The United States has traditionally been the top market for smartphones but if the latest sales figures from Strategy Analytics, a Boston-based market analysis company, hold up then it looks like Chinese customers may soon replace Americans as the largest smartphone consumer group.
According to Strategy Analytics, Chinese smartphone sales rocketed up to 24 million sold units in Q3 of 2011 placing the country well ahead of the U.S. and representing a phenomenal 58% growth. The charge was lead by Nokia products but Android darling Samsung also made a strong showing in second place with over four million shipped handsets and an 18% market share. According to Tom Kang, Strategy Analytics director, the “emerging wave of low-cost Android models from local Chinese brands such as ZTE” is one of the driving factors behind the new wave of smartphone sales in mainland China.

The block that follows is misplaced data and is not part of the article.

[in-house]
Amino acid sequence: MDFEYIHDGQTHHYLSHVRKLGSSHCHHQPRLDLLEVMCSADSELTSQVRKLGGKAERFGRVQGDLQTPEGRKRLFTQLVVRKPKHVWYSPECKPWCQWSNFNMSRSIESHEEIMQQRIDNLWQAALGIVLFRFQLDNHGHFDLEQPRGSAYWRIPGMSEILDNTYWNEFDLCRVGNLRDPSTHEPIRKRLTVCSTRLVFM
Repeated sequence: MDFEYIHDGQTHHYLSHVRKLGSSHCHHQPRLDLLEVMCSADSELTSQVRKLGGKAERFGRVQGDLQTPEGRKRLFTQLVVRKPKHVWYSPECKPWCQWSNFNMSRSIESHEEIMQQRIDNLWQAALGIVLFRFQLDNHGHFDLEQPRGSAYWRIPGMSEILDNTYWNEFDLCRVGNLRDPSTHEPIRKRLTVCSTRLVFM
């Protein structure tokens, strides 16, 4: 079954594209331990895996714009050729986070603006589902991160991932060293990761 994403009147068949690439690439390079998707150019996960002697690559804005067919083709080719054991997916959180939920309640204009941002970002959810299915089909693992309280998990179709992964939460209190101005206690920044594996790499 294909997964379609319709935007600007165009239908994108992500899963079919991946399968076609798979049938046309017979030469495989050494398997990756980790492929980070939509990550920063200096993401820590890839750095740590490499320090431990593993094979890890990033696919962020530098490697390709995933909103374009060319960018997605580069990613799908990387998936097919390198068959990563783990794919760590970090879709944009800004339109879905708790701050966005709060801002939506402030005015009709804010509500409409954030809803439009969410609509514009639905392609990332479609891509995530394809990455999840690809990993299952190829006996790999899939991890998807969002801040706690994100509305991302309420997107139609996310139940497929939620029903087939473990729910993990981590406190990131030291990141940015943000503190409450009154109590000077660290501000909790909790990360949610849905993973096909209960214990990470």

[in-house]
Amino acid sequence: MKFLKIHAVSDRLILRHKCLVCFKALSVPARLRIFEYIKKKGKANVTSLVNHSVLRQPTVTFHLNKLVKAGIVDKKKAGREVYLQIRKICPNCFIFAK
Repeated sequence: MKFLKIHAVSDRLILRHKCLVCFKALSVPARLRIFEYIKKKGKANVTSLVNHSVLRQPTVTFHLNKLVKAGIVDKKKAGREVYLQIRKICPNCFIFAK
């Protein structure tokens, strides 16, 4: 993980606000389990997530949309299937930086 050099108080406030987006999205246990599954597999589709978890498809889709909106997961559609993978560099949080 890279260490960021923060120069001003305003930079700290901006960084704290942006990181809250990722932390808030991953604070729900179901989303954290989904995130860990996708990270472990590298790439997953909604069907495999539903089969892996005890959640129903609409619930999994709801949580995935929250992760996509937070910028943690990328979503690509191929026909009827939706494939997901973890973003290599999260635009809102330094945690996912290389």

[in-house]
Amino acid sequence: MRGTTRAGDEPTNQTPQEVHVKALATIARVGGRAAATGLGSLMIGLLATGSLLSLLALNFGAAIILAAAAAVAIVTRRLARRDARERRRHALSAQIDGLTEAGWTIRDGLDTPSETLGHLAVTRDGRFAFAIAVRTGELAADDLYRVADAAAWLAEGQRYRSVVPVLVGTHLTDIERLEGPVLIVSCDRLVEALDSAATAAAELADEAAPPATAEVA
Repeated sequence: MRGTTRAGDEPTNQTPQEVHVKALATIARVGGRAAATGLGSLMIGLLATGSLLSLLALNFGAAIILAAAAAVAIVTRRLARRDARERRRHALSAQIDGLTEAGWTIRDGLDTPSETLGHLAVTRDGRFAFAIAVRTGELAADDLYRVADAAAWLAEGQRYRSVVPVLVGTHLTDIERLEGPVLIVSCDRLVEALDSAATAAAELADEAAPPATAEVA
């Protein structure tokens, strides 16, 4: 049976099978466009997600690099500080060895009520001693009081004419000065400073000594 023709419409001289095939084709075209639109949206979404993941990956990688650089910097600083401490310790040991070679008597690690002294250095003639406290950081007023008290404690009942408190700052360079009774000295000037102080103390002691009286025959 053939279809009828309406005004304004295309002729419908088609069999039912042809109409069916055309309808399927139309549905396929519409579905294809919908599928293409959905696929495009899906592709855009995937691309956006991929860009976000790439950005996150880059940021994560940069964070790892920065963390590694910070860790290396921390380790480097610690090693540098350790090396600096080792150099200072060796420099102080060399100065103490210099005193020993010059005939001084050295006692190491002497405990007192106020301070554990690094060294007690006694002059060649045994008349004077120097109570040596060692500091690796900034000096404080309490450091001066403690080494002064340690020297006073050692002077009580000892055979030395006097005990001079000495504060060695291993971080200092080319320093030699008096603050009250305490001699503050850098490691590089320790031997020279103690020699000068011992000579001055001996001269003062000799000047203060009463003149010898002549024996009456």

This is, of course, great news for the smartphone community as a whole as more profits for OEM means more money that can be used for R&D.
China is rapidly becoming a cash cow for OEMs, as we recently saw with HTC's best third quarter ever, North America is still the most profitable market. Chinese smartphones are often heavily subsidized and cheap local models and knock-off Android and iPhone clones keep prices low meaning that, while China is rapidly become a prime destination for smartphone tech, we'll still be seeing Europe and North America getting their fair share of high-powered devices.
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